In August 1962, President Kennedy enthusiastically sponsored the Coolidge Memorial Foundation’s efforts to promote Coolidge’s legacy nationwide. His support for both Mr. and Mrs. Coolidge speaks not only to their selfless service but also to JFK’s sincere belief that America remained exceptional and that lower taxes, economic growth, religious liberty, protection of property, the rights of the individual against the State, private enterprise, respect for law and order, moral leadership at home and abroad, opposition to unbridled government spending and the eventual defeat of socialism were principles worthy of preserving, regardless of political affiliation. To Kennedy as to Coolidge, they were principles every one of us could proudly champion because America is worth preserving. By keeping America strong, everyone is better for it. This is the Kennedy not allowed to be known by too many self-appointed gatekeepers of our history.
The speeches he gave on August 13, and December 14, 1962, and again, his State of the Union Address, January 14, 1963, embarrassed and shocked the Left of his day. According to Ted Sorenson, one of his closest advisers, Kennedy’s August 13 speech saying “no” to temporary, limited tax cuts, was “without qualification…the worst” speech he ever gave. When he laid out his argument for permanent, across-the-board cuts on December 14, attacks came from all quarters. Senator Albert Gore Sr., mystified why Kennedy was making tax cuts his top priority over health care, education and welfare programs, refused to support it. John K. Galbraith, the devoted Keynesian economist, maligned the message as “the most Republican speech since McKinley.” Galbraith’s disciple, Arthur Schlesinger Jr., excoriated any legitimate consideration of tax cuts as “full of Republican dogma” being “the worst speech the President had ever given” (Stoll p.135). Even Sorenson distanced himself from the President, comparing the substance of his message to something Hoover would say…insinuating, “…and we all know what happened when Hoover tried it.” Even former President Eisenhower decried tax reduction as “fiscal recklessness.” The suspicious distance between Kennedy and liberals of both parties came to a head on this issue in a way none other did.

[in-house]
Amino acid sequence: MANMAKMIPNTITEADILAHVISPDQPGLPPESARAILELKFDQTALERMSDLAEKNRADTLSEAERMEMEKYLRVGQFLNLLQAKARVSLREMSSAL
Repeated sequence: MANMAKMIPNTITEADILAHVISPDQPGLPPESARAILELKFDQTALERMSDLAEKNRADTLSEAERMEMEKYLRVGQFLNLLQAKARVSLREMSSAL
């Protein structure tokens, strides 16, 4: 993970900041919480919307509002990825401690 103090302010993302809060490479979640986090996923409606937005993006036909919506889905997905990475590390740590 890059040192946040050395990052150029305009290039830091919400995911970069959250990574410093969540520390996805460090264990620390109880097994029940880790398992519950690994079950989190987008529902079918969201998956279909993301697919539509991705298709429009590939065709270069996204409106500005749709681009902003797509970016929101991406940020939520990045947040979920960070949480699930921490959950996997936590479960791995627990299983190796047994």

This internal fight between a President, who was supposed to be of them, and an elite Left who inherited his legacy makes it all the more incredible that his plan – the fundamentals of it, anyway — became law in February 1964, three months after his death. It would validate his arguments that revenue would exceed prior levels and fixed, universal cuts would reinvigorate economic growth in a way more spending never could. Yet, his political heirs obscure that accomplishment to this day. Granted, the cuts were no where near the four Harding-Coolidge reductions in scope or intensity but it illustrated the very real power of the principle whenever championed. It would continue to fuel growth all the way until the recession of 1968. It would provide another potent demonstration for what was to be derisively called “supply-side” or “voodoo economics” when Reagan not only fought for but secured long-overdue tax cuts across-the-board in 1981.
Whether JFK was willing to expressly acknowledge his debt to Coolidge, as Reagan did, remains unsaid. It may be argued, though, that his sponsorship of the Coolidge Memorial Foundation in the midst of his 1962 battle against runaway Federal expenditures and for permanent tax cuts (in order to restore economic growth and then budget surpluses) was perhaps the best tribute he ever rendered to “Silenced” Cal.